Monoclonal gammopathy of undetermined significance
What is monoclonal gammopathy of undetermined significance (MGUS)?
MGUS is a non-cancerous, or benign, condition of the blood. Patients with MGUS have an abnormal protein, known as an M-protein or paraprotein, in their blood. These paraproteins are made by plasma cells, which normally create antibodies to fight infections.
Often, there are no specific symptoms experienced related to MGUS. The primary concern is the possibility of MGUS to progress to multiple myeloma.
MGUS risk factors
The risk of MGUS increases with age, with the highest incidence among adults 85 years or older. Like other pre-myeloma conditions, it is more common among men than women, and nearly twice as common in African-Americans.
Patients with MGUS should speak with their doctor if they experience symptoms such as bone pain or fatigue. These may be signs that the condition is progressing to active myeloma.
As MGUS often does not show symptoms, it is typically detected during routine check-ups. During these check-ups, a blood test which detects an increased blood protein level may signify MGUS.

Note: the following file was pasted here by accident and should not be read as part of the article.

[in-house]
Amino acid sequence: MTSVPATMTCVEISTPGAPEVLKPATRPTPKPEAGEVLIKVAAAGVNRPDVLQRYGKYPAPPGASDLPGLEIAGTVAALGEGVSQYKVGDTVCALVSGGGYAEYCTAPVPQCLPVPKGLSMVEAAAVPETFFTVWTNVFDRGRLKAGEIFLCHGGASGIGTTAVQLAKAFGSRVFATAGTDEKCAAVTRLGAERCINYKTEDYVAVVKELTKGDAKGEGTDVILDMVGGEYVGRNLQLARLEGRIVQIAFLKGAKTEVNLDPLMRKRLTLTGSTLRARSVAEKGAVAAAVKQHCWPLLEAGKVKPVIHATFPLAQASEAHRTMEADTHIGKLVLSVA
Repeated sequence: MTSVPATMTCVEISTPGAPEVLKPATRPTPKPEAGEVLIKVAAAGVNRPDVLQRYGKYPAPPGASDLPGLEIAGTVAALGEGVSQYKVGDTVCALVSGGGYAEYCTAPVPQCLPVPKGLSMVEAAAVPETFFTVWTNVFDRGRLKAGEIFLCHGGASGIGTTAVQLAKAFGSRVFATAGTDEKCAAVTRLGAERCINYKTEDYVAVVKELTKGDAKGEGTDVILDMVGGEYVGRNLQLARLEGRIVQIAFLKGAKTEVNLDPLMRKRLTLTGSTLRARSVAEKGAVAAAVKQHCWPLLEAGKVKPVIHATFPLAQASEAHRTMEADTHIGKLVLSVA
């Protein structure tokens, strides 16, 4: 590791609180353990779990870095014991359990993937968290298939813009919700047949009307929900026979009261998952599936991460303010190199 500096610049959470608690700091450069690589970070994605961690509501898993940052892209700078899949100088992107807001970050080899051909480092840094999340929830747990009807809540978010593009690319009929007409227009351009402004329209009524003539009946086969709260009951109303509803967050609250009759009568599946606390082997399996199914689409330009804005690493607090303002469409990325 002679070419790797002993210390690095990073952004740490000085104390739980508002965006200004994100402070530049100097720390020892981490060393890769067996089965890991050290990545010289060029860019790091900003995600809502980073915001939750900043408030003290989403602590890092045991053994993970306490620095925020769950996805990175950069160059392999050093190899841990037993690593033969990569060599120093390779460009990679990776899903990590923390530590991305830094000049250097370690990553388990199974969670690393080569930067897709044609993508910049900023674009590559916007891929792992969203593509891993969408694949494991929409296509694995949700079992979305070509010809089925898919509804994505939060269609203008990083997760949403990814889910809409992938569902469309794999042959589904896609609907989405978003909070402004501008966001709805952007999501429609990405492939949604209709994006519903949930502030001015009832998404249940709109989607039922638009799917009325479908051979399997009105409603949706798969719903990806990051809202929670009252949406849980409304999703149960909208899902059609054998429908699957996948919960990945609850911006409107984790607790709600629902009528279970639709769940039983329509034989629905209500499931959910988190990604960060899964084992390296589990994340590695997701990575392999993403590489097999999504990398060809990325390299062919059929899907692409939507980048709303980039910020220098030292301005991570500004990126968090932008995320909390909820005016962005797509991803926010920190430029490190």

A test known as serum electrophoresis is then performed. This test identifies the specific paraprotein present, confirming the MGUS diagnosis.
Prognosis and treatment following an MGUS diagnosis
As a relatively stable, benign condition, MGUS does not typically require treatment. The primary risk for patients with MGUS is its possible progression to active myeloma. Regular check-ups are important to monitor for this progression. Patients with MGUS who experience new symptoms should speak with their doctor right away.
Scientists at University of Iowa Health Care are researching what factors lead to the progression of MGUS to active myeloma. This includes studying the genetics of MGUS and myeloma, which may lead to the development of personalized treatments to prevent the progression.